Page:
Additional Ministers Approved for the Iraq Cabinet
Posted by Reidar Visser on Saturday, 18 October 2014 22:02
After a month of wrangling and indecision that extended into the Eid al-Adha holiday, new Iraq Prime Minister Haydar al-Abbadi today succeeded in winning approval for new ministers in his government, including most importantly ministers for defence and interior.
It makes sense to start with the choice of ministers for interior and defence. These important posts were a stumbling block for Maliki’s two cabinets. In 2006, they took a month extra to decide, whereas in 2010 they weren’t decided by parliament at all, as Maliki continued to control them himself or through acting protegées. This time, the candidate for minister of interior, in particular, had caused controversy. For a long time the frontrunner was Hadi al-Ameri, a militia figure from the Badr organization with particularly close ties to the Iranians, whose candidacy caused uproar among many Sunni MPs who remain critical of his conduct during the previous sectarian crisis period of 2005-2007. Today, Ameri gave way to Muhammad Salim al-Ghabban, who shares his Badr background but possibly is seen as less toxic to non-Shiite MPs simply because he is younger and has less baggage than Ameri. For his part, Khaled al-Obeidi who is the new defence minister, had been a candidate back in 2010 as well, when he was nominated by Iraqiyya but quickly was criticized for having moved too close to Maliki. Maybe that sort of person – a Sunni and former Iraq army officers with ties in both sectarian camps – is the best Iraq could hope for in a time when urgent work needs to be done to reorganize the Iraqi army and make it more resilient against the Islamic State terror organization. Both ministers achieved more than acceptable levels of backing by MPs, with Yes votes from the 261 MPs present reported at 173 (Obeidi) and 197 (Ghabban), which is considerably more than what many other ministers got back in September.
As for the Kurdish ministers, it was probably wise of Abbadi to have them approved before parliament in the same batch as the others. The vote on those ministers include some new portfolios that were not voted on back in September (altogether five: migration, tourism, culture, women, and a minister for state), as well as reshuffling two key portfolios whose allocation to individual Kurdish ministers by Abbadi was not to the liking of the Kurdish political parties themselves: Rosch Shaways thereby continues to serve as deputy prime minister, and foreign minister Hosyar Zebari becomes minister of finance.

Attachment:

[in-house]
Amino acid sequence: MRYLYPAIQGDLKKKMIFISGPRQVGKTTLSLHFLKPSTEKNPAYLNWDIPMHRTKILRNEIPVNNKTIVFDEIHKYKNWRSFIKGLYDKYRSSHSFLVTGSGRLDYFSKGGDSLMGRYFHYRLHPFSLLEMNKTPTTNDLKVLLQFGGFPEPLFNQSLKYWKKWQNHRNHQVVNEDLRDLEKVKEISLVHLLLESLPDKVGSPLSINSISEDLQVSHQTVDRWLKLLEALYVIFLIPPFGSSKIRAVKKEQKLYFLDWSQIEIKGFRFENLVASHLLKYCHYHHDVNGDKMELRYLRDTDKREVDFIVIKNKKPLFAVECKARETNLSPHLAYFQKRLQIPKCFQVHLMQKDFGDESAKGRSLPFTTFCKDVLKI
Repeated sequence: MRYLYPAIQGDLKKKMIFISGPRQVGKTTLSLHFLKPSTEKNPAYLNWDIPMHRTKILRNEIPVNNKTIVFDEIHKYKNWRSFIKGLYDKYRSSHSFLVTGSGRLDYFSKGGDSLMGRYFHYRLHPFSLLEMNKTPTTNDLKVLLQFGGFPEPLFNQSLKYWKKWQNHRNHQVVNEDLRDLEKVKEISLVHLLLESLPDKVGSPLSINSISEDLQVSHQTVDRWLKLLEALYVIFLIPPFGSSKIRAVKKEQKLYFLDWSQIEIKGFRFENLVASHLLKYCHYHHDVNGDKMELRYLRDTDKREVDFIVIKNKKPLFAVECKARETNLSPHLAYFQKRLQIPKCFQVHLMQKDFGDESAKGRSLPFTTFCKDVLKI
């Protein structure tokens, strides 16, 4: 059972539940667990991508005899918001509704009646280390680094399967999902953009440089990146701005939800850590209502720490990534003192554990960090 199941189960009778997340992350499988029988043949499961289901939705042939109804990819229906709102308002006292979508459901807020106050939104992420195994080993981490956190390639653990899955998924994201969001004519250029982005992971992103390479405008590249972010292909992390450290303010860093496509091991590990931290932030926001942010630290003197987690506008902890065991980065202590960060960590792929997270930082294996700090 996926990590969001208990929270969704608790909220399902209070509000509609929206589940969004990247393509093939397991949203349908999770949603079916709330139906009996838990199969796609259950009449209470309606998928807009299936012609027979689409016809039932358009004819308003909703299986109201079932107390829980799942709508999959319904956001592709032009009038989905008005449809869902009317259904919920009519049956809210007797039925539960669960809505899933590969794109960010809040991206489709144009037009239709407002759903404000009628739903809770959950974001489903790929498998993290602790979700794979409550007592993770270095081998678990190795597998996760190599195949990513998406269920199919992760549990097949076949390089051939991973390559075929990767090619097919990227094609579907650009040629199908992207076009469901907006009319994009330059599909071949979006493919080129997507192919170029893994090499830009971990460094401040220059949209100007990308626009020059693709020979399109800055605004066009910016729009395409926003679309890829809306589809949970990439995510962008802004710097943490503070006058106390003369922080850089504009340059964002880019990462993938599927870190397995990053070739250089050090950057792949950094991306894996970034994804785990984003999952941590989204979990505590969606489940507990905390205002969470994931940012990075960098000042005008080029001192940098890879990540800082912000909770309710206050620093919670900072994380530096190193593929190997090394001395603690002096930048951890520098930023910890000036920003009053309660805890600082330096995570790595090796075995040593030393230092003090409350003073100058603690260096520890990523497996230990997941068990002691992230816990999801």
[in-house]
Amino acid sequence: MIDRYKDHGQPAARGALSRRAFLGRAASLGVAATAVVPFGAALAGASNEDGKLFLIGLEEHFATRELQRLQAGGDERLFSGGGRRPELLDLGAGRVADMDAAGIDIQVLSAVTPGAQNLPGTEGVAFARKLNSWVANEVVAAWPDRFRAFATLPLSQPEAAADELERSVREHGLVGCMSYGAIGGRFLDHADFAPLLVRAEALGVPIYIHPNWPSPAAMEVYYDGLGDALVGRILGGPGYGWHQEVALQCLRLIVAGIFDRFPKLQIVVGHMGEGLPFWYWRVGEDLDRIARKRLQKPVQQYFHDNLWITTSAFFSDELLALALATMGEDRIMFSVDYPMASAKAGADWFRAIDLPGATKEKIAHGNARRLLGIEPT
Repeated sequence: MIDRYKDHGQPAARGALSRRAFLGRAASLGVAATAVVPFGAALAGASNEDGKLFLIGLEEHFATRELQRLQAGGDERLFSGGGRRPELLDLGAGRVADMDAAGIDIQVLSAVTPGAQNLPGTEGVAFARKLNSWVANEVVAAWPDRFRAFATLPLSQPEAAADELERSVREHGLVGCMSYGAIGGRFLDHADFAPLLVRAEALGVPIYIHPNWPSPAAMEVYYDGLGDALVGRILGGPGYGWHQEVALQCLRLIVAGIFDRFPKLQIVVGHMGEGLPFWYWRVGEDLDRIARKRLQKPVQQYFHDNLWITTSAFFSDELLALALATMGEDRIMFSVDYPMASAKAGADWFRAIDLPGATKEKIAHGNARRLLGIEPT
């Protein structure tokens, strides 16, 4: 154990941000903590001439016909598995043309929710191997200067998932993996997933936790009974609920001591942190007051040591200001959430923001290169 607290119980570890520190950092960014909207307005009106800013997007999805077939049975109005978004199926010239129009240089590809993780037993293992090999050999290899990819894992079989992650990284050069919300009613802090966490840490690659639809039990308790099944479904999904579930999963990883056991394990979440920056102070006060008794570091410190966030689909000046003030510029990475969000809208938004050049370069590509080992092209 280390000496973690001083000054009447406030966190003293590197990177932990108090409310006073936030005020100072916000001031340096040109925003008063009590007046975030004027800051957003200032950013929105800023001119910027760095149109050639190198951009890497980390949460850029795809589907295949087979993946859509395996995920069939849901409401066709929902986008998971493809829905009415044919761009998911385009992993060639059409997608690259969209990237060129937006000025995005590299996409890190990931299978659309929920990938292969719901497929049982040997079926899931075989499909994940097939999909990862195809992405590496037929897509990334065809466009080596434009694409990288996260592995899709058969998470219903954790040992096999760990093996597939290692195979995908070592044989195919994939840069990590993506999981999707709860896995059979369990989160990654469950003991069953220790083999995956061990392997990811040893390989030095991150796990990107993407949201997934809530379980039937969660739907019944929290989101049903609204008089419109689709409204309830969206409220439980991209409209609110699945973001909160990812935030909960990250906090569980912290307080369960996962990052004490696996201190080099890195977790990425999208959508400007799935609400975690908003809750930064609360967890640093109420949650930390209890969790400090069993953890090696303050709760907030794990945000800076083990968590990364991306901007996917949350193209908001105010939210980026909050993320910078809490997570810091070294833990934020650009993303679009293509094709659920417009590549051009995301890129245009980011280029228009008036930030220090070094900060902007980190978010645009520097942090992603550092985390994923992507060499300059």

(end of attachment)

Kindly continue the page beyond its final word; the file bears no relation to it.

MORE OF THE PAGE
The vote in the Iraqi parliament today makes the Abbadi cabinet more complete. It maintains differences from the cabinet of his predecessor Maliki in at least two important structural aspects: It has got security ministries approved by the Iraqi parliament with solid backing, and it remains significantly slimmer, with less than 30 ministers (out of the 9 ministers approved today, 2 referred to the reshuffling of ministries already allocated). Moreover there are few “empty” ministries of state with no other purpose than placating particular party interests. Kurds have improved their representation in the cabinet significantly, and the alignment of personnel to ministries is also more in harmony with the wishes of the Kurdish parties.
It can be said that through these additions, the Iraqi parliament has realistically done what it can in the short term to help the Iraqi cabinet achieve a more solid platform for its battle against ISIS. Major legislative acts such as de-Baathification reform, a senate law, and an oil and gas law, will continue to remain on the agenda for a long time, probably with no realistic prospects for early solution. But it will now be the job of the cabinet and the new security ministers, above all, to lead the Iraqi effort in combating the challenge of the Islamic State on the ground in Iraq. To the extent that there is a remaining parliamentary role in the short term, it relates to approval of a draft law for so-called “national guard” units that may be formed to supplement the Iraqi army, particularly in Sunni-majority provinces.
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